As I mentioned in Part 1 of this series, relocating to London translates into more life experience than just dwelling in a new London apartmentand city. Among the infinite variety of options to explore with the UK as your base, skiing is one recreational activity that Europeans are crazy about. It seems no one here doesn’t ski…except lame ol’ me, of course. So, while in my previous post I spoke to what makes Alpine skiing such a rush for expert skiers like my husband, today I want to share how such trips make for a desirable getaway for even those who don’t ski.
Ski Trips for the Non-Skier
Now even as a non-skier, I have willingly and excitedly accompanied my husband on two of his ski trips (this last one to Val d’Isère included) as it can still be a wonderful experience at the bottom of the slopes, too. Simply strolling around town and taking in the fresh mountain air, charming Alpine architecture, and dynamic scenery and is sheer bliss for a gal like me. I can only imagine how phenomenal the view is from the top of one of those peaks, but it sure is still perdy from where I usually stand in lower altitude.
If I were more of a shopper, I’d probably love the apparel and jewelry shops all over these ski towns. As it is, I prefer the bookstores or supermarche, epicerie, boucherie, boulangerie, et patisserie for purchasing food items like regional wine, sausages, breads, and pastries for snacking on in the comforts of wherever we’re lodging (this last weekend was a rented condo shared with friends). For eating out, during the day I happily parked myself at a salon de thé of choice for savory crèpes while I read and wrote at my perfect, peaceful leisure.
And just because you don’t ski doesn’t mean you can’t partake in après-ski!! What more fun could it possibly be after a relaxing day of solitude to then join the ski crowd for cocktails when they’re feeling their most jubilant (and exhausted) after surviving a satisfying day on the slopes? Getting to be a part of the grand après-ski tradition of ski culture is a fun way to not feel left out, and, after that, there’s still amazing dinner to be had! In the last few days, we have eaten more bread and cheese than this bread-and-cheese-lovin’ gal could have ever dreamed of…when traveling anywhere in Europe, it is essential to try the regional cuisine, and, in this case, fondue and raclette were the menu items du jour! These ridiculously delicious dishes are a heart-attack-and-a-half of gooey, melted cheese. Raclette itself can be served in a couple different ways, either via a fondue-like tabletop grill on which potatoes are boiled and within which slices of cheese are melted (mixed with rich, sliced meats) or what we had—another type of tabletop grill on which a quarter wheel of cheese was mounted and melted, leaving it to cascade onto our awaiting plates to join our meat and potatoes. I had fondue and raclette on either side of me at the dinner table, which heated me to sweating…and then the fondue burner set our tablecloth on fire! Dinner has never been so exciting.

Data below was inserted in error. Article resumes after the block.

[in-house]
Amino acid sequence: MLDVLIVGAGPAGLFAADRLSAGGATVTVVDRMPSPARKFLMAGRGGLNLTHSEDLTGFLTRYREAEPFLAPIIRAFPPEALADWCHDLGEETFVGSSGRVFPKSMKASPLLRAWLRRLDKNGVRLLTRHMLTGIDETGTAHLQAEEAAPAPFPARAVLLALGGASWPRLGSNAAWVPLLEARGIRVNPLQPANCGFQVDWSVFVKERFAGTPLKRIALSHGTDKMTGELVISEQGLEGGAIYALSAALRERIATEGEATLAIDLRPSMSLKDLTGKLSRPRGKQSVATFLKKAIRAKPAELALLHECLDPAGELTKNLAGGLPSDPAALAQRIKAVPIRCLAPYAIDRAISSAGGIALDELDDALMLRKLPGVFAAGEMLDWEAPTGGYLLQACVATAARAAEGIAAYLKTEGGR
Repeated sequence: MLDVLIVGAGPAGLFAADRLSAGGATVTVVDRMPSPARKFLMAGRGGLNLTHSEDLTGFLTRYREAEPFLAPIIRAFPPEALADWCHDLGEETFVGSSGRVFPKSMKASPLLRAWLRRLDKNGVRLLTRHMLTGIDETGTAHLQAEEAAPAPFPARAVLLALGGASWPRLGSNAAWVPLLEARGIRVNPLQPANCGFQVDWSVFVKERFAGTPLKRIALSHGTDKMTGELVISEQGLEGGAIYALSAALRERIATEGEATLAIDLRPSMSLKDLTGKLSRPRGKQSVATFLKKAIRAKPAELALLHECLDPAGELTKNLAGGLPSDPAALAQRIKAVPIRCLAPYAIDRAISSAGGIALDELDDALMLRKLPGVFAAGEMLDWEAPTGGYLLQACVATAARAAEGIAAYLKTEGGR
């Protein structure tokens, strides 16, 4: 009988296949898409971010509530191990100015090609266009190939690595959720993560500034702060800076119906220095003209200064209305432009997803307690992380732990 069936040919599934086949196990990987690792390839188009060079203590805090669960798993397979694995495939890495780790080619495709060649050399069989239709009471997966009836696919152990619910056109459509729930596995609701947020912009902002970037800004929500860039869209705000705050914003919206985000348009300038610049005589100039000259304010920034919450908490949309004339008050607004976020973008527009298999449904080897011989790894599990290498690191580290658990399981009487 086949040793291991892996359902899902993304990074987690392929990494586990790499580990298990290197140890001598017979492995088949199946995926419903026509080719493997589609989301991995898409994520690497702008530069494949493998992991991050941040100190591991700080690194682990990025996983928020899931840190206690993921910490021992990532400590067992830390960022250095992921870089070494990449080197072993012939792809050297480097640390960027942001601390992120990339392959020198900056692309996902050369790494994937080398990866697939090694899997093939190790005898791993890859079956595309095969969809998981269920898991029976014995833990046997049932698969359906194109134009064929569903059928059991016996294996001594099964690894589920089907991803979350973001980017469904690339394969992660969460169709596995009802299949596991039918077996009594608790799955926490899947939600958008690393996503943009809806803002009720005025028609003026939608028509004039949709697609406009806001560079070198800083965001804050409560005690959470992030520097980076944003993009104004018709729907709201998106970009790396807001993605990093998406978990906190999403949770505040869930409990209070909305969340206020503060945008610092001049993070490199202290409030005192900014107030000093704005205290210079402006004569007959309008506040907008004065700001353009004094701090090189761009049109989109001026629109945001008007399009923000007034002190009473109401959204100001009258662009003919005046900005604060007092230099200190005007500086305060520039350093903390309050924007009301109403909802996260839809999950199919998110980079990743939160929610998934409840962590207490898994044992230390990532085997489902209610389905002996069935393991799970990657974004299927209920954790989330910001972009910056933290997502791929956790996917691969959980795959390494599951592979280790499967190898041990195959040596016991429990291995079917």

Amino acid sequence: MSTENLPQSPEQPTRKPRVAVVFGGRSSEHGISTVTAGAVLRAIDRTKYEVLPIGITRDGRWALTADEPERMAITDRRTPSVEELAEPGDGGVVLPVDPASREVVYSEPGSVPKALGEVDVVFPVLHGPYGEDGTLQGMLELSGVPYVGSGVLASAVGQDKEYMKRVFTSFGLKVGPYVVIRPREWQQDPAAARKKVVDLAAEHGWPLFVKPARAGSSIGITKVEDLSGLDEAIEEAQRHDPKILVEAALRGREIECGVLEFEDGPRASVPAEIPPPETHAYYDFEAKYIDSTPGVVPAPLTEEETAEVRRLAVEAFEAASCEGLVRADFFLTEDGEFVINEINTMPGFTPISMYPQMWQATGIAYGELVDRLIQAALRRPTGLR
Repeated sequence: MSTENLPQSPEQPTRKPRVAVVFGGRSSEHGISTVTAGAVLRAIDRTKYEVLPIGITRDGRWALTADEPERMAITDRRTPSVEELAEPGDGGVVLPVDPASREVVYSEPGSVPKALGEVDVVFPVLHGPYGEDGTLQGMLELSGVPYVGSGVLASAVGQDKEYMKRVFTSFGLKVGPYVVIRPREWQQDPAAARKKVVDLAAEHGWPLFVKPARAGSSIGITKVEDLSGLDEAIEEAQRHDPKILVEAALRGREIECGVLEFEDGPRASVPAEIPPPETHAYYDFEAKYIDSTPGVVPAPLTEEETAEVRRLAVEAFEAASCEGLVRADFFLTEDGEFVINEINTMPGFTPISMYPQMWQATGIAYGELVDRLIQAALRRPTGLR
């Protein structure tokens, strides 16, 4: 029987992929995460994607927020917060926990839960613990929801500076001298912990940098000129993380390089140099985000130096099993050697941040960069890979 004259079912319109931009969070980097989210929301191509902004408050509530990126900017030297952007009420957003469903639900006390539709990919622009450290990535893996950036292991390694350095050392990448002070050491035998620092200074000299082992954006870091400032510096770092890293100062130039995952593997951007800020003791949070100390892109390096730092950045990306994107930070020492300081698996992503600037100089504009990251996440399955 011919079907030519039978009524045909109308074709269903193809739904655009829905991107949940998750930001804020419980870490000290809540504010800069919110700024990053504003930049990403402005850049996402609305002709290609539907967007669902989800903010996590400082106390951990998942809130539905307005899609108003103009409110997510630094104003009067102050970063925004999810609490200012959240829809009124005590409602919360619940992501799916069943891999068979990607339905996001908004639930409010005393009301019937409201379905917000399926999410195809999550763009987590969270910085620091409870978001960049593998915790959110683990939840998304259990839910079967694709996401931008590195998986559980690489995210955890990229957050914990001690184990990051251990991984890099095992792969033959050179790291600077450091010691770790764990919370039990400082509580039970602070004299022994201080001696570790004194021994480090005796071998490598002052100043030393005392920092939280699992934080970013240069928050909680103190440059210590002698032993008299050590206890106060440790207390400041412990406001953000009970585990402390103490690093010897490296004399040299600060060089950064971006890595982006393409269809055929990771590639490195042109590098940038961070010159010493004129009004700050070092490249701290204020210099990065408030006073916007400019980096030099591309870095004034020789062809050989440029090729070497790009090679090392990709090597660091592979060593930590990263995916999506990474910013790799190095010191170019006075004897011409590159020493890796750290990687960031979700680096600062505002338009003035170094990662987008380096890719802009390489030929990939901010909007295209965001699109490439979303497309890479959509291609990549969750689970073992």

A Note on Traveling From London, UK
The abundance of flight options on discount airlines makes travel to these continental Europe ski towns quite easy. However, airports in more major cities nearby may still be quite a few kilometers from your destination resort, so unless you’re going to go by helicopter from there (hey, it’s not like isn’t an actual option!), you’ll want to arrange a rental car or take a bus. In the case of Val d’Isère, flying in from London can leave you with two options: flying through Geneva, Switzerland or Chambéry, France. Chambéry is your closest option (about a couple hours’ drive), though will offer less choice in flights. Geneva can be closer to three hours, which still isn’t too bad at all.
For our purposes, we ended up flying EasyJet from London’s Gatwick Airport to Geneva, Switzerland, meeting friends there who we then drove with in a rental car to Val d’Isère. We then drove to Chambéry Airport yesterday to catch a return flight on British Airways (way nicer plane! So spacious and comfortable, and checking in and getting to the gate was a cinch given the tiny airport), which flew into London City Airport. Logistically, it’s what worked best for us, so keep in mind when you make your plans that it’s always worthwhile to explore all options and mix-n-match them as necessary to save money, time, or whatever your needs.
Learn to Ski in London!
And here’s a quick tip for my fellow non-skiers out there: If you’re keen to learn how to ski, you don’t even have to wait for a ski trip to take lessons! Just over an hour outside of town is Xscape in Milton Keynes, which houses three indoor ski slopes, one which is used for skiing lessons. Just one of the many fun possibilities to ponder as you prepare to relocate to London!